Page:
The second group consisted of leaf material from 100 plants in a greenhouse-population that was originally collected from the same wild-population. This population material was used to examine variability, heterozygosity and other population genetic parameters in a natural population of F. virginiana.

Library construction and screening

A genomic library was constructed and screened for F. virginiana using a common protocol (Dow et al. 1995). Briefly, frozen leaf material was ground to a fine powder in liquid nitrogen for DNA extraction following Keim et al. (1989). Sau3AI fragments (200–1,000 bp) were size selected on 1.2% agarose gels, ligated into the pUC18 vector and transformed into Escherichia coli competent cells. White colonies were re-plated and lifted onto nylon membranes, then screened with a cocktail of chemiluminescently labeled di- and tri- nucleotides (ECL 3′-oligolabeling and detection system, Amersham Biosciences, Piscataway, New Jersey). Positive clones were grown overnight and plasmid DNA was sequenced using an ABI 373A automated sequencer. PCR primers flanking microsatellite loci were designed using MacVector software (International Biotechnologies Incorporated, New Haven Conn.).

A limited study of heterologous primers was conducted using the protocol described in Nourse et al. (2002). Primers derived from F. virginiana were used to amplify two cultivars of F. × ananassa ('Earliglow' and 'Sweet Charlie') and two genotypes of F. chiloensis. Several primers derived from cultivated strawberry were also used to amplify the F. chiloensis genotypes.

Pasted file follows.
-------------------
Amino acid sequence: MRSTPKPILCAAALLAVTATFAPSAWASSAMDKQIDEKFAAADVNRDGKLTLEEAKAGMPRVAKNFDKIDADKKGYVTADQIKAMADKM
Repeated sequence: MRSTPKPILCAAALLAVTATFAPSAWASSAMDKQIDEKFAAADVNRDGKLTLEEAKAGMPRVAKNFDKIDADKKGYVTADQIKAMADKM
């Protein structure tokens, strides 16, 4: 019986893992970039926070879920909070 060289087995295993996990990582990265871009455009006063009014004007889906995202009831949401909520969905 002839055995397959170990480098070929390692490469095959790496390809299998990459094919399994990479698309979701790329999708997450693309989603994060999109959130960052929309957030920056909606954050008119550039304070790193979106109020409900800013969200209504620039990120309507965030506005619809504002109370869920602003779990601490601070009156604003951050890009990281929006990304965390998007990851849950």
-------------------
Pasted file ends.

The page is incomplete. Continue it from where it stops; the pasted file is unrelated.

Microsatellite data collection

One primer of each pair was fluorescently labeled. PCR amplification was performed in reactions containing 200 μM of dNTPs, 0.3 μM of each primer, 1.0 μg/μl of bovine serum albumin, 1.5–2.5 mM of MgCl2, PCR buffer and 0.05 U of Taq polymerase (Promega Corporation, Madison Wis.). All PCR reactions consist of a 3-min pre-heat period at 95°C followed by 38 cycles of denaturing at 94°C for 60 s annealing at 57°C–64°C for 60 s, and extension at 72°C for 60 s and a final extension at 72°C for 2 min. All genotypes were scored on an MJ Research BaseStation automated sequencer (MJ Research, Inc., Waltham Mass.). Cartographer Analysis Software (MJ Research, Incorporated) was used to size and score genotypes. Genetic variation was assayed for 100 individuals from the PR population for Fvi6b, Fvi9, Fvi11 and ARSFL-4. A smaller sample of individuals was scored for loci Fvi20, ARSFL-7, ARSFL-8 and ARSFL-9.

Genetic analyses

Descriptive statistics such as allele frequencies, and observed and expected heterozygosities, were calculated using GDA Version 1.0 (d16c) (http://lewis.eeb.uconn.edu/lewishome/gda.html) (Lewis and Zaykin 2001). We used GENEPOP (Raymond and Rousset 1995) to calculate F-statistics (Weir and Cockerham 1984) and to test for deviations (heterozygote deficiency) from Hardy-Weinberg equilibrium. GENEPOP calculates unbiased estimates of P values using a Markov-chain method (Guo and Thompson 1992). GENEPOP was also used to test for linkage disequilibrium among loci.

Results